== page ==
In Louisville, Kentucky, city officials are approaching water equity through an economic development lens. Louisville’s Metropolitan Sewer District (MSD) is participating in the US Water Alliance’s multi-city Water Equity Taskforce. The Taskforce is an organized network of cities that initiate “more equitable water policies and practices” by engaging local government, utility companies, and community groups. MSD chose to focus on the growing water sector workforce, which traditionally isn’t a diverse group; in 2018 the Brookings Institute and MSD studied water sector jobs, and discovered an aging, homogeneous workforce in the city. Yet approximately 30 percent of that labor pool is going to retire in the next few years, which officials saw as an opportunity to diversify the water workforce in Louisville.
MSD wanted a collaborative process, so they partnered with the Louisville Water Company and Louisville Urban League in order to develop a set of inclusive hiring practices. Minority contractors were invited to discuss their experiences doing work with MSD, and recommend ways to make that process easier. They also discussed recruiting strategies, based on feedback from the contractors. This eventually led to the publication of An Equitable Water Future: Louisville, with the goal of finding “ways to create more economic vitality and career opportunities” while keeping “water safe, affordable, and accessible.”
The repair and development of water infrastructure is particularly pressing in Louisville, a city that is increasingly experiencing mass flooding and heavy rains. Sewer systems and flood pumping stations are in dire need of upgrades, with over half of the city’s pump stations operating beyond their designed lifespan. Coupled with rapid building and development in Louisville, local utilities are making “considerable investments in water, wastewater, and stormwater infrastructure,” which means even more job openings in the field. Strengthening local workforce development means that traditionally vulnerable or excluded communities can access the water infrastructure job boom.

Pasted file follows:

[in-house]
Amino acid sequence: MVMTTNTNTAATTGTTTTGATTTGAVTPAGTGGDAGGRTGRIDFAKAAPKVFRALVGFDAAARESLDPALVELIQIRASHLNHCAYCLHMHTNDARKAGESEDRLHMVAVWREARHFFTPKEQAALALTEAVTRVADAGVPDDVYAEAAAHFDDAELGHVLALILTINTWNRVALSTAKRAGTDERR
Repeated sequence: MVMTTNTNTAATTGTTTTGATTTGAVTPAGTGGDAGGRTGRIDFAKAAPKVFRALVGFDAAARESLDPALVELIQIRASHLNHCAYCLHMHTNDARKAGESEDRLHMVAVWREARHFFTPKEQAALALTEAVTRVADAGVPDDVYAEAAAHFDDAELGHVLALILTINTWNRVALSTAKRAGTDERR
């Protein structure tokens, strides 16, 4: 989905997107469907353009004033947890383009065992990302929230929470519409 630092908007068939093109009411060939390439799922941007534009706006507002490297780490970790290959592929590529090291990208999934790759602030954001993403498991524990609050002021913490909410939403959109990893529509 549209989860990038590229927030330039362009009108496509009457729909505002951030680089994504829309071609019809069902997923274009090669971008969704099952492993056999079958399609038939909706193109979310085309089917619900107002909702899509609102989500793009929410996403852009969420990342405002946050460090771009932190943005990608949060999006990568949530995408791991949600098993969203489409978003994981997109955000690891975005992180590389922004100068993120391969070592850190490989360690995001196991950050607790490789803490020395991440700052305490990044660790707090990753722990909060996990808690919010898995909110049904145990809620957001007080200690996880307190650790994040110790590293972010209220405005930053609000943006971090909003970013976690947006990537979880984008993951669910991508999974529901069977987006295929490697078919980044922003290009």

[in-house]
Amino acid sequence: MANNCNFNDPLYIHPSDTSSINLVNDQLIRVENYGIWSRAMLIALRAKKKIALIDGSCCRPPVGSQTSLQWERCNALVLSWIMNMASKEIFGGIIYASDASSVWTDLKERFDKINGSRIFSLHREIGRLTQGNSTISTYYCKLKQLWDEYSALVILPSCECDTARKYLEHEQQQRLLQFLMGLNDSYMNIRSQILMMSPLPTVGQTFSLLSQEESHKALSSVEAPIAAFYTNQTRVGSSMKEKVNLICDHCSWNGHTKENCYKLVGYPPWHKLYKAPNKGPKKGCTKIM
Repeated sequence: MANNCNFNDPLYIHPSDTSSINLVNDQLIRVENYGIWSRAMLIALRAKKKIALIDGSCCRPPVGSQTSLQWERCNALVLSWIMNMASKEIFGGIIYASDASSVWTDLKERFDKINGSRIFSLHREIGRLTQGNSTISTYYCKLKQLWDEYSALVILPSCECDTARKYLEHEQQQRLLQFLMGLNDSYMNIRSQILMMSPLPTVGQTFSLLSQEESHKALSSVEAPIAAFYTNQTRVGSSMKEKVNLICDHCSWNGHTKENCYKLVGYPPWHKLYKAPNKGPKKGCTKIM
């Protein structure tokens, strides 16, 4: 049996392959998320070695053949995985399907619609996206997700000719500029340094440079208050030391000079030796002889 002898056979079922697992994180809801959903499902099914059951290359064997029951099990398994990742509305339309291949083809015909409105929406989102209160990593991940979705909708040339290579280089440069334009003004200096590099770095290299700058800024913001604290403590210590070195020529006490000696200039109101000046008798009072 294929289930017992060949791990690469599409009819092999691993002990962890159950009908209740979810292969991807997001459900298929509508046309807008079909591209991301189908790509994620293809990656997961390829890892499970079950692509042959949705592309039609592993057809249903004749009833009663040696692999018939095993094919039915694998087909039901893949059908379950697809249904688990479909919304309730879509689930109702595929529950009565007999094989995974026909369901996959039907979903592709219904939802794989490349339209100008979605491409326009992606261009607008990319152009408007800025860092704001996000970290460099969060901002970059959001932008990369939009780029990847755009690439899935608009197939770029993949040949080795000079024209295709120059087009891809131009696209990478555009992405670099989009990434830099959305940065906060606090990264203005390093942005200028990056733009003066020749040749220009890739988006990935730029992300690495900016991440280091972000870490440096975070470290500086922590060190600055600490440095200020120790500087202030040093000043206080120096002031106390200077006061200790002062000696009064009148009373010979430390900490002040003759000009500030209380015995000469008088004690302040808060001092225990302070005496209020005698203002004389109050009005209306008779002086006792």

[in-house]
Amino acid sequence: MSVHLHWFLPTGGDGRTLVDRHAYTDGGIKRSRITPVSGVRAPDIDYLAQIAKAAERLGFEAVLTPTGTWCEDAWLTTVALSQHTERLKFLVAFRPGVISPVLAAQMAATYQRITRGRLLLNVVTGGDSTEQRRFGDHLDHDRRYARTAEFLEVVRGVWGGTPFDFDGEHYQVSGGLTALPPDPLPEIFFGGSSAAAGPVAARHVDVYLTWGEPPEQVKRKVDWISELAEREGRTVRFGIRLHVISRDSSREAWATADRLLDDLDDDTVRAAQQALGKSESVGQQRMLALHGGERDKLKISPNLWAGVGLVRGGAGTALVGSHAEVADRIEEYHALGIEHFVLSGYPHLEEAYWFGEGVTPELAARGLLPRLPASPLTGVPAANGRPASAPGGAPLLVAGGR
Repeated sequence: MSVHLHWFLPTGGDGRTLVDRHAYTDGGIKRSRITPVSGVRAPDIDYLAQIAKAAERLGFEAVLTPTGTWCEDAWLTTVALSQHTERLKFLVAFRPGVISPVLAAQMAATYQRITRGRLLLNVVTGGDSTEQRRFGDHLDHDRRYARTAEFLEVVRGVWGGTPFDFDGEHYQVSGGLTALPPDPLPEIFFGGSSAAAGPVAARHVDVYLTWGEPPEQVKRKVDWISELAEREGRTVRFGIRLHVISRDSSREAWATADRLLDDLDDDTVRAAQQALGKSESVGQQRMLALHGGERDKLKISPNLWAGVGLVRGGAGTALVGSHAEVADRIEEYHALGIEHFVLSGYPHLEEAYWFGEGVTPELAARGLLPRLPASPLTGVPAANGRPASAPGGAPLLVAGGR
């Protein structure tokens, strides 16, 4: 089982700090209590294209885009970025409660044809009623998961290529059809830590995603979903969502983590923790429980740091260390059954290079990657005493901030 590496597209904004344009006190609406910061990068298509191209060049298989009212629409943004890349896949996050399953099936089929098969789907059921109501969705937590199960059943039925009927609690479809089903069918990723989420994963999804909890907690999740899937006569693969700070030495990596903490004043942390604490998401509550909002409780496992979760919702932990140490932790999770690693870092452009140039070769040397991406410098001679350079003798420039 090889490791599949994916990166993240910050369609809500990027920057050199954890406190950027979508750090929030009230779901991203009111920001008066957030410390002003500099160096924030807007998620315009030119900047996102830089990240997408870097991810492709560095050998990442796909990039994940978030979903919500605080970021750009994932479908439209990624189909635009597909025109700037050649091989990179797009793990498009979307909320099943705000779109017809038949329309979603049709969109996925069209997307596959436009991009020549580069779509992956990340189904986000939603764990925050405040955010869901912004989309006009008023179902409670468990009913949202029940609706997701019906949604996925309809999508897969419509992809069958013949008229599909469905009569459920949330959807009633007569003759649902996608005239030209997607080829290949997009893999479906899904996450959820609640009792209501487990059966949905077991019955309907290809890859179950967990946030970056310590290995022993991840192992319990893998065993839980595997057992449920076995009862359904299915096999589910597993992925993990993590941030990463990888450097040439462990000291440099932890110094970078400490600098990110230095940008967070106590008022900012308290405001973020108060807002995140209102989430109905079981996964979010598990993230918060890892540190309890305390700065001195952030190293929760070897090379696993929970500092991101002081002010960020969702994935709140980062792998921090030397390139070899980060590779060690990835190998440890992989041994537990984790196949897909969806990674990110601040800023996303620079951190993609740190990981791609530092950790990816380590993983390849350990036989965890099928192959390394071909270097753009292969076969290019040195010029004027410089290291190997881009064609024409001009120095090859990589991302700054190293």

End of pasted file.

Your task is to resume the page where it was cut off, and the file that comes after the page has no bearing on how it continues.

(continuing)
Increasing supplier diversity and mitigating community hardships are top priorities, and the Equitable Water Future report outlines several methods for doing so. The Community Benefits Policy (CBP) applies to all construction related services and professional service contracts. The policy requires MSD vendors provide employment opportunities, contracts, education opportunities, and community improvements in the areas impacted by the construction projects. MSD officials also improved the Supplier Diversity Program, with increased in contracting goals for African Americans, Asian-Indian Americans, and women. There is a 10 percent bid discount for minority- and/or woman-owned businesses, as an incentive to help those enterprises compete for prime contracts, and increase access and opportunities for underserved groups in Louisville.
MSD officials hope this can spur greater changes in city and metro procurement. They encourage other utility agencies to examine their procurement practices and find any equity barriers to contracting with women and/or minority owned businesses. This can mean finding and engaging new businesses, or encouraging existing contracting partners to diversify their hiring. The report writers also identified cross-sector training and certification as a method of increasing diversity, since many of the skills required for trade jobs can transfer across water, transportation, and other infrastructure fields. MSD recommends that the current, siloed training programs collaborate to form more efficient training and certification processes, to open employment opportunities across sectors.
The work coming out of Louisville’s Equitable Water Future roadmap provides the city with the opportunity to correct for historical practices that obstructed job opportunities for vulnerable members of the community. By expanding the definition of water equity to include workforce development, Louisville is ensuring a resilient future that lifts up all facets of its community.